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Discussion Starter #1
So i installed my 6 inch lift today and when i got done i noticed my tires were all crooked. not just towed out but crooked. i adjusted the tie rod ends to get them somewhat straight..and yes im going to get it aligned asap. but why are my tires crooked? the ball joints were fine before the lift..could they have gone bad from me yanking on the arms during the install?? and also i read somewhere about how the top bolts on the upper control arm can adjust your camber?? could this have anything to do with it? during the install i just took them out and didnt really pay attention to how i put them back. i just torqued them to specs but noticed on the bolts there was "C" looking washer type thing on each end....any help would be appreciated. if its not due to those upper bolts them i guess its just my ball joints. i will be getting a set MOOGs if so.

thanks. :help
 

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I'm That Guy...
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Pictures..
 

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Discussion Starter #5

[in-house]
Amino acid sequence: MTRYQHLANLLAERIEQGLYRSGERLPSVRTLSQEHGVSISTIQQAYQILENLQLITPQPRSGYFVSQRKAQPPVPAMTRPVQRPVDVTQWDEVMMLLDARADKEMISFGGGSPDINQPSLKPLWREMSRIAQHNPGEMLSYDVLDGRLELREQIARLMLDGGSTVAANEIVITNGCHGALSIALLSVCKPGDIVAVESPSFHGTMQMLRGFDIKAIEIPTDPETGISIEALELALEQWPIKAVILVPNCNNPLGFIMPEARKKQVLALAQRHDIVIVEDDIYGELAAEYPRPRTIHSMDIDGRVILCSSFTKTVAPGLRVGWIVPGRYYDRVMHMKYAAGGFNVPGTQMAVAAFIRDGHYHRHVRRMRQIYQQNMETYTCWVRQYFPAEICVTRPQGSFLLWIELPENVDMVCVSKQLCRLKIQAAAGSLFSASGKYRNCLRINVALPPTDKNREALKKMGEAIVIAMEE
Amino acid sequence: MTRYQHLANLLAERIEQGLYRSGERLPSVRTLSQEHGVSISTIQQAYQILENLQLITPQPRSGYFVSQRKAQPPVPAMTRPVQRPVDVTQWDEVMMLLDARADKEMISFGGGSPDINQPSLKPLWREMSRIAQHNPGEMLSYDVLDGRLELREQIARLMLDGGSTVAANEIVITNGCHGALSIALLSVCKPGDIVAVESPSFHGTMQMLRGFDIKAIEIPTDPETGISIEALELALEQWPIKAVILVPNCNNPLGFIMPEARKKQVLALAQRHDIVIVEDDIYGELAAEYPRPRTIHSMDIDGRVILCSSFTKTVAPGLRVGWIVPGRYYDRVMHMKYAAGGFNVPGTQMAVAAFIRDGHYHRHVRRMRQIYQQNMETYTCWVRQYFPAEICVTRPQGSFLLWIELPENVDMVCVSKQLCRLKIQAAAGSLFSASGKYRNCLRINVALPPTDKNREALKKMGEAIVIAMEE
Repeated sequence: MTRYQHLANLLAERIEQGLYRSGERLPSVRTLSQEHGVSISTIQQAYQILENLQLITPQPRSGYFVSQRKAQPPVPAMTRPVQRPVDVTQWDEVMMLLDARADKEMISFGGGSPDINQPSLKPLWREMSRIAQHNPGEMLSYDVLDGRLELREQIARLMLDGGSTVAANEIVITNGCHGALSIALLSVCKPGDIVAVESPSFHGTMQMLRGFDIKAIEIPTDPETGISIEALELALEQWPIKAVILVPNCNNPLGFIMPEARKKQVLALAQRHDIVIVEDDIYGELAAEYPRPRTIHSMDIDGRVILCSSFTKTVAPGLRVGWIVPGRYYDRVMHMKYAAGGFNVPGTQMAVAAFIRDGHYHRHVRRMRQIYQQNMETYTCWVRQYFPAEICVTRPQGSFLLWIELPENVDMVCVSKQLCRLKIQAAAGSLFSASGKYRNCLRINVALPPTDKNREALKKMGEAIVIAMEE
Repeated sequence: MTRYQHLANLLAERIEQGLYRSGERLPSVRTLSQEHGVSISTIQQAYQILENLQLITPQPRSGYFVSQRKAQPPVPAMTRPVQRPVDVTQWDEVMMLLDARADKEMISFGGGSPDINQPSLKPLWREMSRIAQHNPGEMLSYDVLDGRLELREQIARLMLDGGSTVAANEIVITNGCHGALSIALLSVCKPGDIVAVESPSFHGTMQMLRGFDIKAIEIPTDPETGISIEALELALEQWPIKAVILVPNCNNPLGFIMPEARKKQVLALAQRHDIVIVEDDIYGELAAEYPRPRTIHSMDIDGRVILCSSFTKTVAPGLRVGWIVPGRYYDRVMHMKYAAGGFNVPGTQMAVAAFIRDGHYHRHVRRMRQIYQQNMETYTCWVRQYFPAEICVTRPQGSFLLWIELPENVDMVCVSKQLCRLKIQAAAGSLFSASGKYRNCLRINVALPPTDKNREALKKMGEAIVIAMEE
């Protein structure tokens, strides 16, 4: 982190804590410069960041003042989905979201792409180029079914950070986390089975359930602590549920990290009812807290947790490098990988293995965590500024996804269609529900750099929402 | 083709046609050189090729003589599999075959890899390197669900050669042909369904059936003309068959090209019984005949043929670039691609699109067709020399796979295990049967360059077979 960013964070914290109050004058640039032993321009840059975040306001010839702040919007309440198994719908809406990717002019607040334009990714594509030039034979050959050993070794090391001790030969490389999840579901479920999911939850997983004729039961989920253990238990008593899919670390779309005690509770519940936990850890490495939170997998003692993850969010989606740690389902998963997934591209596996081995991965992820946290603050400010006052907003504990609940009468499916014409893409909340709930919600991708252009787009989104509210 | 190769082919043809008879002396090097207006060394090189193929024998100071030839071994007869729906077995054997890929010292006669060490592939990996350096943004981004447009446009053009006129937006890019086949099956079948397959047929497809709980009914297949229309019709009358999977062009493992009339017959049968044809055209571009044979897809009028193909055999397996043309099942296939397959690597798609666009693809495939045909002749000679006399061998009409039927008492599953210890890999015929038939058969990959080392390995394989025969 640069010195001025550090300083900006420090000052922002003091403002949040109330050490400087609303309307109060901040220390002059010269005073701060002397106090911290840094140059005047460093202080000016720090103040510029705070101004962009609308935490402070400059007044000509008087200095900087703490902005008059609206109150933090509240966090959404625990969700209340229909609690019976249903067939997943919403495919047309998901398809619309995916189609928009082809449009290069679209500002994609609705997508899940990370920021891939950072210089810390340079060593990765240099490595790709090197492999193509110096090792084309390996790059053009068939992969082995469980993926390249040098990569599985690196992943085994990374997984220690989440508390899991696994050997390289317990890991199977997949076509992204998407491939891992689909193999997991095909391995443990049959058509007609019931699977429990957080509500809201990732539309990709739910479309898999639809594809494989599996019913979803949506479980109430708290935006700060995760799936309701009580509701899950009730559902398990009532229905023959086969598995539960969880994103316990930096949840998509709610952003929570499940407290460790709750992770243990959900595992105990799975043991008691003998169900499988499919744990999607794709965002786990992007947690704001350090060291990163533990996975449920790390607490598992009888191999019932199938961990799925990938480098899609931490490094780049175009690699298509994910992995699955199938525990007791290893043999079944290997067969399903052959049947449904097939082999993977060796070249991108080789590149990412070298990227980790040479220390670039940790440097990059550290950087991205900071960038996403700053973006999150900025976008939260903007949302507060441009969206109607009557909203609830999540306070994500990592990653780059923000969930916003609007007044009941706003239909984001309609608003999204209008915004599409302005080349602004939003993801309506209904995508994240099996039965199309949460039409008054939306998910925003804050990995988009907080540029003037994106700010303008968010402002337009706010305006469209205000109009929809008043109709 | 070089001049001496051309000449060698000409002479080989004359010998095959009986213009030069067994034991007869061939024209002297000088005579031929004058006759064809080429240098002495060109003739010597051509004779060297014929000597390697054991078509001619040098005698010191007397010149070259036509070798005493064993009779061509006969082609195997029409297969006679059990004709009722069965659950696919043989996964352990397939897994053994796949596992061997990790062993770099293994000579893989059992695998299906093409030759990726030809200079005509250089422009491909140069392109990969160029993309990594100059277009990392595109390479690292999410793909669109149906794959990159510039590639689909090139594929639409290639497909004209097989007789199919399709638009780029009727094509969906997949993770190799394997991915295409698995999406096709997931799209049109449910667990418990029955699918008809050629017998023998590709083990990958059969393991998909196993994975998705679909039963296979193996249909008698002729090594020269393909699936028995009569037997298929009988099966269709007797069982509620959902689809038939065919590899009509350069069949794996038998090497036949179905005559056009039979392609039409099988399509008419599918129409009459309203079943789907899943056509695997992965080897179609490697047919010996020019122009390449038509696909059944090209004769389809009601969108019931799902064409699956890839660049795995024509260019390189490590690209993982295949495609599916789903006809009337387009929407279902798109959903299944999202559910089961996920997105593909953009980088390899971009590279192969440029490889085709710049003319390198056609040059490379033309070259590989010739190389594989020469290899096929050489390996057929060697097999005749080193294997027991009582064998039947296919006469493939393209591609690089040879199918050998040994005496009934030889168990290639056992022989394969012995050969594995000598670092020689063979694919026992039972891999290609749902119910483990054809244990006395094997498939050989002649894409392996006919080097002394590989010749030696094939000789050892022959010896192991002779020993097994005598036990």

Did it look like your ball joints had gone bad? My tires are pretty crooked..I.figured the alignment shop would only take care of straightening the steering wheel and adjusting the tie rods to getbthe tires straight....
 

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The upper a arm has cams they move the arm in or out to adj camber and caster you can set them to center but you need a alingment shop to set it up , My shop get 55. 00 to to the front end
 

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just adjust it the best you can to get them looking straight, drive it carefully to the alignment shop, listen to them cuss you under their breath when they take the first reading, and wait for the finished product. Yours will be fine :thumb
 

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Discussion Starter #8
Hahaha alright then thats what i'll do ...but the only shop that I found that would do my alignment is doing it by hand. Everyone else said they don't align lifted trucks. I would think they would need a machine to do the alignment?
 

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yeah my buddy got his aligned by hand... that last 3 months and some bad wear on his brand new MT's haha
 

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its becuase you totally changed to articulation of your suspension. i would be very surprised if you wheels looked normal after doing a 6 inch lift. just baby it to the alignment shop and they will square you away